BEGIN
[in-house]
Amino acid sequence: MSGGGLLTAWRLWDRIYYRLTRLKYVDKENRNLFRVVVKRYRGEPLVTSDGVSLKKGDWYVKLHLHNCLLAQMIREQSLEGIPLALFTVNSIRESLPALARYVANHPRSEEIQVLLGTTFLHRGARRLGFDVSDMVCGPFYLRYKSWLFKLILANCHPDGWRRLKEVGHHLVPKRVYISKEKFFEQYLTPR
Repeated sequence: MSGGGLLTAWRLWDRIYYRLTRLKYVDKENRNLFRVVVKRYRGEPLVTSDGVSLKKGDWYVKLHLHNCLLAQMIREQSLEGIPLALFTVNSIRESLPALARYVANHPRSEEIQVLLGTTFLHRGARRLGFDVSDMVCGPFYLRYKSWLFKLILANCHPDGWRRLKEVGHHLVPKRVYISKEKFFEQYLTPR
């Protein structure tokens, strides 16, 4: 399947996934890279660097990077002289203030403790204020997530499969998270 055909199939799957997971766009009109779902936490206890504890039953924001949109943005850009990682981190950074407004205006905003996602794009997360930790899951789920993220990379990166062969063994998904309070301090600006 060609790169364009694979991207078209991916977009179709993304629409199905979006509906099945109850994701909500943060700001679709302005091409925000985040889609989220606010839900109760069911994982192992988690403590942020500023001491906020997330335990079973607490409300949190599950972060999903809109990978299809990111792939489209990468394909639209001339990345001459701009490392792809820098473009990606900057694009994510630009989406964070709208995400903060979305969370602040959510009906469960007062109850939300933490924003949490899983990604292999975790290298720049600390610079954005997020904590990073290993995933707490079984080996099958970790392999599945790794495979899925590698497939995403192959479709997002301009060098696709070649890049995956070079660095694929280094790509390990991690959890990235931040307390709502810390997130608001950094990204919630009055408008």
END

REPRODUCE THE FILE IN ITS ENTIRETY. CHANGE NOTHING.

[in-house]
Amino acid sequence: MSGGGLLTAWRLWDRIYYRLTRLKYVDKENRNLFRVVVKRYRGEPLVTSDGVSLKKGDWYVKLHLHNCLLAQMIREQSLEGIPLALFTVNSIRESLPALARYVANHPRSEEIQVLLGTTFLHRGARRLGFDVSDMVCGPFYLRYKSWLFKLILANCHPDGWRRLKEVGHHLVPKRVYISKEKFFEQYLTPR
Repeated sequence: MSGGGLLTAWRLWDRIYYRLTRLKYVDKENRNLFRVVVKRYRGEPLVTSDGVSLKKGDWYVKLHLHNCLLAQMIREQSLEGIPLALFTVNSIRESLPALARYVANHPRSEEIQVLLGTTFLHRGARRLGFDVSDMVCGPFYLRYKSWLFKLILANCHPDGWRRLKEVGHHLVPKRVYISKEKFFEQYLTPR
């Protein structure tokens, strides 16, 4: 399947996934890279660097990077002289203030403790204020997530499969998270 055909199939799957997971766009009109779902936490206890504890039953924001949109943005850009990682981190950074407004205006905003996602794009997360930790899951789920993220990379990166062969063994998904309070301090600006 060609790169364009694979991207078209991916977009179709993304629409199905979006509906099945109850994701909500943060700001679709302005091409925000985040889609989220606010839900109760069911994982192992988690403590942020500023001491906020997330335990079973607490409300949190599950972060999903809109990978299809990111792939489209990468394909639209001339990345001459701009490392792809820098473009990606900057694009994510630009989406964070709208995400903060979305969370602040959510009906469960007062109850939300933490924003949490899983990604292999975790290298720049600390610079954005997020904590990073290993995933707490079984080996099958970790392999599945790794495979899925590698497939995403192959479709997002301009060098696709070649890049995956070079660095694929280094790509390990991690959890990235931040307390709502810390997130608001950094990204919630009055408008």